Refraction of Light

Refraction of Light


the change in the direction of the propagation of light upon its passage through the interface between two mediums. At an unbounded plane interface between homogeneous, isotropic, nonabsorbing (transparent) mediums with the refractive indexes n1 and n2, the refraction of light is defined by two regularities. First, the refracted ray lies in the plane passing through the incident ray and the normal (perpendicular) to the interface surface; second, the angles of incidence Φ and of refraction x (see Figure 1) are related by Snell’s law, which states n1 sin Φ = n2 sin X.

Figure 1. The path of light rays upon refraction at a plane surface dividing two transparent mediums. The broken line represents the reflected ray. The angle of refraction is greater than the angle of incidence. This indicates that medium 1 is optically less dense than medium 2. Thus, n1 < n2. The normal to the surface of the interface is designated by n.

The refraction of light is accompanied by the reflection of light. In this case, the sum of the energies of the refracted and reflected pencils of light, whose quantitative expression follows from Fresnel’s equations, is equal to the energy of the incident pencil of rays. Their relative intensities depend on the angle of incidence, the values of n1 and n2, and the polarization of light in the incident pencil of rays. In the case of normal incidence, the ratio of the average energies of the refracted and the incident light waves is equal to 4n1n2/(n1 + n2)2. In the important, particular case of light passing from air (n1 = 1 to a high degree of accuracy) into glass with n2 = 1.5, this quantity is 96 percent.

If n2 < n1 and if the angle of incidence Φ ≥ arc sin (n2/n1), refraction of light does not occur, and the entire energy of the incident light wave on the interface is transferred to the reflected wave (total reflection). At any value of Φ, with the exception of Φ = 0, the refraction of light is accompanied by a change in the state of polarization of the light; this change is strongest at the Brewster angle Φ = arc tan (n1/n2). The phenomenon is used in obtaining plane-polarized light. The dependence of the refraction of light on the polarization of incident rays is clearly seen in double refraction in optically anisotropic mediums.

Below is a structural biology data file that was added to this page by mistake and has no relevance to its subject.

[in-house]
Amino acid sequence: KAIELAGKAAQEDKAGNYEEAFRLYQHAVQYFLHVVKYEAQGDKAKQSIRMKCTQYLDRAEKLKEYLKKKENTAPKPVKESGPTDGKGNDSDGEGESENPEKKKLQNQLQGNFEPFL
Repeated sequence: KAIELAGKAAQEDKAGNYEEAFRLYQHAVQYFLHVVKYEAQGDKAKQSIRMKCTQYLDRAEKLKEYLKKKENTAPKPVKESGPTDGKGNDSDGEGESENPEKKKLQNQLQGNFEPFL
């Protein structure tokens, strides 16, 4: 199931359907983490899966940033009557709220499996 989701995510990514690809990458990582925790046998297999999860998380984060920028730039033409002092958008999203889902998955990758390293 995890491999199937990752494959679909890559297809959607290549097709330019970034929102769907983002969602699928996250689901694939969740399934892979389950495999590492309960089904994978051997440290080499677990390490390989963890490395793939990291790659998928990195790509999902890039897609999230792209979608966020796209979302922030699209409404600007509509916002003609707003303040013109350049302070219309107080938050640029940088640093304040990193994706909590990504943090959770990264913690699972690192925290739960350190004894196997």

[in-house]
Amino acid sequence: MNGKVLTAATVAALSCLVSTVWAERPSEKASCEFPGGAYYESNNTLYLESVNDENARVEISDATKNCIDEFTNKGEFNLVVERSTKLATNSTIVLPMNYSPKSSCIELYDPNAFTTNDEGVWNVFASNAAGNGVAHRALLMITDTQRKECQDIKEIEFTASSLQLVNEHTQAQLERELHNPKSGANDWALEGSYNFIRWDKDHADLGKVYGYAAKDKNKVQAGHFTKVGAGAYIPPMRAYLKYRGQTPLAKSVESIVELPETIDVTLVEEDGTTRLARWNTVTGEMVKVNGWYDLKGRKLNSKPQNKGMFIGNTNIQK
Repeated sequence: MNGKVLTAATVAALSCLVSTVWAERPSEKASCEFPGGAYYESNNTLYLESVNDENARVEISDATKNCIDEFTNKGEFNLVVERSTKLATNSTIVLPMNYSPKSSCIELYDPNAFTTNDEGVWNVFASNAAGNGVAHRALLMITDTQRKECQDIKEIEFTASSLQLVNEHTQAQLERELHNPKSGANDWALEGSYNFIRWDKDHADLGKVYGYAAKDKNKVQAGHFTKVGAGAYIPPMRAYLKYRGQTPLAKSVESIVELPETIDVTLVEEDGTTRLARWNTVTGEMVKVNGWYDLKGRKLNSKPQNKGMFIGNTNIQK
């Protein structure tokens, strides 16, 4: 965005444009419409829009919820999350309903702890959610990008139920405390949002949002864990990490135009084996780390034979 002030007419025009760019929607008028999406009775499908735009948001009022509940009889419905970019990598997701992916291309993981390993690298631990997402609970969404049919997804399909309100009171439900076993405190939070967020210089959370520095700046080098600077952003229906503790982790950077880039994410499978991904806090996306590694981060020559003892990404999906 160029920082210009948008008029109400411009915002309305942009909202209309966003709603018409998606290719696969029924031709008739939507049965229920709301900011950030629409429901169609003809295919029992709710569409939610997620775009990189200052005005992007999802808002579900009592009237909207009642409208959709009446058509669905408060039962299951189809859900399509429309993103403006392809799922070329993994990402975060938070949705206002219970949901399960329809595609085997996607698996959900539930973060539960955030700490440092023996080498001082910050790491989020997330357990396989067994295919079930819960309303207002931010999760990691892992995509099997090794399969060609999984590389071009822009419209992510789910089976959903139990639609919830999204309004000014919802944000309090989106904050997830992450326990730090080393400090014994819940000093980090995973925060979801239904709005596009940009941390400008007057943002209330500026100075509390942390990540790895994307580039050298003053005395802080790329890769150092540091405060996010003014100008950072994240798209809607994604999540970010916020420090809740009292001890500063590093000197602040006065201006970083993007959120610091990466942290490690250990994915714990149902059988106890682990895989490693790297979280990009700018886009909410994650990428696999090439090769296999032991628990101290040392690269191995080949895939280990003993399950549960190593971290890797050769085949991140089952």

The same equations are used in formal descriptions of the indexes of refraction of both absorbing and nonabsorbing mediums. In treating absorbing mediums, however, n is regarded as a complex quantity, the imaginary part of which characterizes the absorption of light by the medium. In this case, x also becomes complex and loses the meaning of a simple angle of refraction that it has for nonabsorbing mediums. In general, n of a medium depends on the wavelength of light X; for this reason, the component rays of nonmonochromatic light with various X travel along different paths when refracted (dispersion of light).

The laws governing the refraction of light form the basis for the configuration of lenses and many optical devices used to change the direction of light rays and to obtain optical images.


Landsberg, G. S. Optika, 4th ed. Moscow, 1957. (Obshchii kurs fiziki, vol. 3.)
Born, M., and E. Wolf. Osnovy optiki, 2nd ed. Moscow, 1973. (Translated from English.)


References in classic literature ?
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